DS in the Education Market
When thinking of selling digital signage to the K-12 market, many integrators would simply walk away. We all know the budget struggles of public schools, therefore we know that there is not excess money to spend on what may be seen as frivolous. Yet, there are some things you may not know, particularly if your child has been out of school for a few years. Communication is more important than ever in schools. Years ago, if a parent wanted to contact a teacher, or get information from a school, they were expected to visit the school and talk with the teacher. Not anymore. Today, parents expect to have the news pushed to them in a variety of ways, including social media.
Your first step as a salesperson is, as always, to do some research. If you have kids in school, think about the way the school communicates with you. What works, what does not? Go pick your kids up from school some day. Stand in the lobby and listen to what the parents are talking about. What are they interested in hearing from the school?
Next, think about what information can go on a regular cork board at the main entrance. I find digital signage that is simply a replacement of these boards to be a waste of time and money. Money being the critical waste in a public school budget. So, don’t try and sell the digital signage to a school as a replacement for the cork board. Kids (and teachers) actually like those boards.
My first suggestion is to think about and research ways in which schools are using the board as an educational tool. An example of this would be a class developing a set of slides for the board, explaining something they have worked on. My son’s class did a unit last year in which they raised fish over the winter, and released them in the late spring. They did this in conjunction with a local ecological group. Along with pictures of the growth and release of the fish, and research the class did, part of their assignment could be to develop a succinct set of slides to share with the school.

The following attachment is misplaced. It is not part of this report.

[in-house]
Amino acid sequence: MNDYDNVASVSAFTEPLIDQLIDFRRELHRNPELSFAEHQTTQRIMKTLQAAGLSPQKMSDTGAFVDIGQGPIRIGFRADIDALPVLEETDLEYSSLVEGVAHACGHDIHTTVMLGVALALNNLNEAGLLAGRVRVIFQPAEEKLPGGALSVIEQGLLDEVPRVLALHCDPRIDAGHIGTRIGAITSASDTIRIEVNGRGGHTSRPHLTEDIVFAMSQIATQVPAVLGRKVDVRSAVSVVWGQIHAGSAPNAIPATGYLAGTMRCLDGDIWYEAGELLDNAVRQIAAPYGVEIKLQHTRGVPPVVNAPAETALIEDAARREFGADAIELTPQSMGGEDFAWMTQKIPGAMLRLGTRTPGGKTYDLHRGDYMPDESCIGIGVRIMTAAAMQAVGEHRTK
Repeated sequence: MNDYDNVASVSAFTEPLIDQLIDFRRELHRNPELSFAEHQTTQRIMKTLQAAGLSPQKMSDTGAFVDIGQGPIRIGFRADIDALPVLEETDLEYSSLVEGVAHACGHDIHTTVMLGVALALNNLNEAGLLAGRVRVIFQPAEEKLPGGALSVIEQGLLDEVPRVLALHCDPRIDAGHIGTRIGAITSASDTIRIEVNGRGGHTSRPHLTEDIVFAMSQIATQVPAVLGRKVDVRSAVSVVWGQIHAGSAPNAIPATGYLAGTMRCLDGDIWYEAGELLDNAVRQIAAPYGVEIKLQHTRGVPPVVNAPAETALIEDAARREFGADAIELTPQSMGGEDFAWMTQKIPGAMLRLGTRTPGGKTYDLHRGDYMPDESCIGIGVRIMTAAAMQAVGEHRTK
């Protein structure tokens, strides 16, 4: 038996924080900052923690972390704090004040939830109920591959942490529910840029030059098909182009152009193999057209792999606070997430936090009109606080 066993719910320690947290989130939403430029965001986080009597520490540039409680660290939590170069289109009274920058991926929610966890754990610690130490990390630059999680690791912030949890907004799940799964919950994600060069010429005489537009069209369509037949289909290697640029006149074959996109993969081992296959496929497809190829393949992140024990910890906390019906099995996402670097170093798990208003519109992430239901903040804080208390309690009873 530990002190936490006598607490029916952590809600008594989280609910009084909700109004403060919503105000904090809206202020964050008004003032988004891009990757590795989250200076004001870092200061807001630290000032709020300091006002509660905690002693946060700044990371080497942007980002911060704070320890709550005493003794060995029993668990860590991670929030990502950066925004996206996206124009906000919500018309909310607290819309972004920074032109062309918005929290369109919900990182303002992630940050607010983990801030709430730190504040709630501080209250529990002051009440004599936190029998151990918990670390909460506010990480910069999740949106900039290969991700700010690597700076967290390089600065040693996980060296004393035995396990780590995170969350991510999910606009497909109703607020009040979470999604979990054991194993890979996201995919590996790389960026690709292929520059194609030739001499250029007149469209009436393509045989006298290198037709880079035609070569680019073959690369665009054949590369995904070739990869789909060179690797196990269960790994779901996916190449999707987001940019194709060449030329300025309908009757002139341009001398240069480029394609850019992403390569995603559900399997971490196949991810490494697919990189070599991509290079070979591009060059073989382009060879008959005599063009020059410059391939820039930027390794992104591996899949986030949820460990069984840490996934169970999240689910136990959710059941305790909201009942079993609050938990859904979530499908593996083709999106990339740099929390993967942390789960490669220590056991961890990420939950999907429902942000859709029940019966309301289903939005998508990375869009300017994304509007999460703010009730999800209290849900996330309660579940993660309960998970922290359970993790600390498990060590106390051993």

Another very important piece of information for parents is the current successes of the school. Driven by the No Child Left Behind Act, test scores, attendance numbers, graduation rates and many other metrics are now something that parents want to know. Showing schools way to highlight these numbers to parents and others visitors, encourages them to get more involved and ask more questions. This is something that schools want.
Think about the particular market you are selling to. For example, at a local private, catholic school there is a digital sign. It has two slides. One says, “Welcome to Saint Dominic Academy,” the next gives a thought of the week. The thought, with a religious connotation, is a very powerful message each week. The sign is placed in a very strategic location so that as you walk in the front door, it is very obvious. It has an effect that a handwritten poster could not.
Finally, remember to approach the schools with a starter system. It needs to be one that is very easy to use, and can be used by multiple people around the school. If you are giving the school a system that needs a half day of training, it is too much! They really need a system that is, essentially, self explanatory. Also, an investment of $2,000 is a lot of money for a school. So, don’t go into the school expecting to sell them a $10,000 server and $2,000 media boxes. Rather, explore the various options available on the market. Perhaps even selling them something that is very inexpensive, and you make your money on design and support. The last thing you want to think about is the scalability. Schools don’t want to feel suckered into a system at a low price, and then be told they need to come up with all kinds of money to expand. In the end, yes, it is a bit more challenging to sell a system to a K-12 system, whether public or private. Remember though, you are not just selling equipment. You are introducing the system to your company and their skills and abilities. Someday, they are going to build a new school, and need some AV systems installed. Wouldn’t you like to be the first company they think of?